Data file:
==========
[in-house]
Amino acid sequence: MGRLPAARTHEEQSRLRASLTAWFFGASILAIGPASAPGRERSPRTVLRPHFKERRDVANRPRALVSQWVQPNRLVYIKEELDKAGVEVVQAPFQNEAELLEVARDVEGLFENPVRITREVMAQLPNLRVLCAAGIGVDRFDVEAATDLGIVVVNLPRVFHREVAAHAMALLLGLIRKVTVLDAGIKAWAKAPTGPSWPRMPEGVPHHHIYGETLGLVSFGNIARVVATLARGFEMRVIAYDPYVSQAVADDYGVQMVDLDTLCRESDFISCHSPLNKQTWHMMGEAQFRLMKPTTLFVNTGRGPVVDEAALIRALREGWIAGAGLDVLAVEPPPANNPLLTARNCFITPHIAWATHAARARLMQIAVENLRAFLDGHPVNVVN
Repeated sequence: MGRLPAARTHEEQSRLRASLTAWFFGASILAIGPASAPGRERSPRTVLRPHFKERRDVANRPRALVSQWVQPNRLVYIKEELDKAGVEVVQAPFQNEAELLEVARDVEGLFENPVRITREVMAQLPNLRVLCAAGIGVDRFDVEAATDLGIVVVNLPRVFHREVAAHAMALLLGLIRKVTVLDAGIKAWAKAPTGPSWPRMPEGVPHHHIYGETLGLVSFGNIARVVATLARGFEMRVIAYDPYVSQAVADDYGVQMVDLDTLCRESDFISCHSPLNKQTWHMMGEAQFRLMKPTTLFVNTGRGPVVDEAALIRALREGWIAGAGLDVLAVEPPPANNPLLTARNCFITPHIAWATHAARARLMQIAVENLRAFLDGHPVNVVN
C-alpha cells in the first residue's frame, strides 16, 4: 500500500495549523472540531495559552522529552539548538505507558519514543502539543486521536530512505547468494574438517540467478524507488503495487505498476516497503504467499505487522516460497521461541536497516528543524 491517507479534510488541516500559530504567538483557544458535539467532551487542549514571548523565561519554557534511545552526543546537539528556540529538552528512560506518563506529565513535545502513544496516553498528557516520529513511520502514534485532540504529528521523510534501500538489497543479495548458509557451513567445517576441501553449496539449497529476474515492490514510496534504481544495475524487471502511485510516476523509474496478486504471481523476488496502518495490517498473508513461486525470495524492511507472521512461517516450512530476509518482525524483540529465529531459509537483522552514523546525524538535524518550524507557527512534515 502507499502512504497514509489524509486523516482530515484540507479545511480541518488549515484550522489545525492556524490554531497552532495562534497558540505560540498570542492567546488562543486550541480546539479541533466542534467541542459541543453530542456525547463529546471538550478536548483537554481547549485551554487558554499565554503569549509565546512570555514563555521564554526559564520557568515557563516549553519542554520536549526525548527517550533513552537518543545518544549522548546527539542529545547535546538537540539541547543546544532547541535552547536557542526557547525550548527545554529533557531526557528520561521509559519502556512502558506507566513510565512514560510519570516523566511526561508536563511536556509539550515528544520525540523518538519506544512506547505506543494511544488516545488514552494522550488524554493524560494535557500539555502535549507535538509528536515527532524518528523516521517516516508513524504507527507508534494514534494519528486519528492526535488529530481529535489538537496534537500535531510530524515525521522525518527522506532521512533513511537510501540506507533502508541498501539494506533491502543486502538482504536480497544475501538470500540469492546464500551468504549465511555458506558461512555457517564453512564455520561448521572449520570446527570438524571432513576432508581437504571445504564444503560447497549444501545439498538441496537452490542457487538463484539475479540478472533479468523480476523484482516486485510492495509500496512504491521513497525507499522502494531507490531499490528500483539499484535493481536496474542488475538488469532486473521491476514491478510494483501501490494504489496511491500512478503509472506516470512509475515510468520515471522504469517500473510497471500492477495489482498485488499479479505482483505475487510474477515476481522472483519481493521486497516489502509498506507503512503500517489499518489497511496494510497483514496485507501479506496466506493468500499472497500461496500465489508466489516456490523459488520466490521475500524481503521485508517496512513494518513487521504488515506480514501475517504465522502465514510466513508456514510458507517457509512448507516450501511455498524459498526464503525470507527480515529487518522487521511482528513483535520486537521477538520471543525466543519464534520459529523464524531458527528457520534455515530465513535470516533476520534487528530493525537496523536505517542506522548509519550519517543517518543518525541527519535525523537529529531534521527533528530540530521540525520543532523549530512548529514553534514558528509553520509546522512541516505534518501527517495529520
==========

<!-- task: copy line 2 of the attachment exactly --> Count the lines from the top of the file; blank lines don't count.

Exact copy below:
Amino acid sequence: MGRLPAARTHEEQSRLRASLTAWFFGASILAIGPASAPGRERSPRTVLRPHFKERRDVANRPRALVSQWVQPNRLVYIKEELDKAGVEVVQAPFQNEAELLEVARDVEGLFENPVRITREVMAQLPNLRVLCAAGIGVDRFDVEAATDLGIVVVNLPRVFHREVAAHAMALLLGLIRKVTVLDAGIKAWAKAPTGPSWPRMPEGVPHHHIYGETLGLVSFGNIARVVATLARGFEMRVIAYDPYVSQAVADDYGVQMVDLDTLCRESDFISCHSPLNKQTWHMMGEAQFRLMKPTTLFVNTGRGPVVDEAALIRALREGWIAGAGLDVLAVEPPPANNPLLTARNCFITPHIAWATHAARARLMQIAVENLRAFLDGHPVNVVN